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Ecuador has temporarily shelved its idea to ask from OPEC later this month to be exempt from its share of the production cuts, because the cartel’s supply restrictions are successfully propping up oil prices, Ecuador’s Oil Minister Carlos Perez said on Thursday.
“For now we are not going to submit the request. We’ll analyze along with OPEC’s members which alternatives they can offer. For sustaining prices, we have to support OPEC’s measures, which are so far succeeding,” Perez said in a press conference, as carried by Reuters.
Ecuador started voicing its intentions to abandon the OPEC deal just six months into the production cuts, claiming that it needs the oil revenues to offset some of its fiscal burden.
The country has pledged to cut 26,000 bpd as part of the deal, so its actual contribution to the cuts is not terribly significant, but its rebel position six months into the production restriction agreement had analysts worried that the pact was starting to fall apart.
Ecuador pumps around 530,000 bpd of oil and is OPEC’s third-smallest producer after Equatorial Guinea and Gabon. Ecuador’s oil production was 541,000 bpd in October—7,100 bpd higher than in September, according to OPEC’s secondary sources.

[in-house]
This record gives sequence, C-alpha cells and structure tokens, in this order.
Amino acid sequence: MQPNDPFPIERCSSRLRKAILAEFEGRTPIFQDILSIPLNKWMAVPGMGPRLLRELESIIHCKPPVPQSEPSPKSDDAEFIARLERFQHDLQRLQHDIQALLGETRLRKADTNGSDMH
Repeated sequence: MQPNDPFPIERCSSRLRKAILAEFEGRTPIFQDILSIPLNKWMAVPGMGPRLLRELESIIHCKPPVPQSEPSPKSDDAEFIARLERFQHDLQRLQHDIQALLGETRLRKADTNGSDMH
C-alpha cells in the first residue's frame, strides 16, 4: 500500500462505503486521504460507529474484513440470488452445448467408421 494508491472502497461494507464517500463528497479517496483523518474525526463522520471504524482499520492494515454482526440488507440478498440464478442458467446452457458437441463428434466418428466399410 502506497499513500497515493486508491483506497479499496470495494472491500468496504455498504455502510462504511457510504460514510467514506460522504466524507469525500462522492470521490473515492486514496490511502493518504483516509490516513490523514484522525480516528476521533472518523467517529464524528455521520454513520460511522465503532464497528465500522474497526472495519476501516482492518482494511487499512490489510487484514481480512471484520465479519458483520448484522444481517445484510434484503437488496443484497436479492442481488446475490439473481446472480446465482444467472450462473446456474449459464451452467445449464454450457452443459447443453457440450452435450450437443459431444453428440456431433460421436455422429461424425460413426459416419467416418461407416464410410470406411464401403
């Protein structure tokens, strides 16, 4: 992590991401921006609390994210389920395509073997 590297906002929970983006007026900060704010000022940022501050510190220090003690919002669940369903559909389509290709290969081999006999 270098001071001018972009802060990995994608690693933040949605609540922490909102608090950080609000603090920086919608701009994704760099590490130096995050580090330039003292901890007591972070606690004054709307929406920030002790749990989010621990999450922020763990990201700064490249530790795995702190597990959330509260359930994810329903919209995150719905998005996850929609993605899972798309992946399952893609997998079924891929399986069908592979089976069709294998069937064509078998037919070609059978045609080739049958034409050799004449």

In August, Minister Perez said that that his country was planning to cap its crude oil production at 541,000 bpd so as to not undermine the cartel’s cuts too much.
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Last month, Perez said that Ecuador would ask OPEC in November for an exemption from the cuts, because lower oil prices had caused fiscal problems. Ecuador was looking to get the support of Saudi Arabia and Venezuela for its request, Perez said in October.
Now the Andean nation says it won’t be seeking exemption, so it either didn’t get the necessary Saudi support, or is happy with the recent rally in oil prices.
By Tsvetana Paraskova for Oilprice.com
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Tsvetana is a writer for Oilprice.com with over a decade of experience writing for news outlets such as iNVEZZ and SeeNews.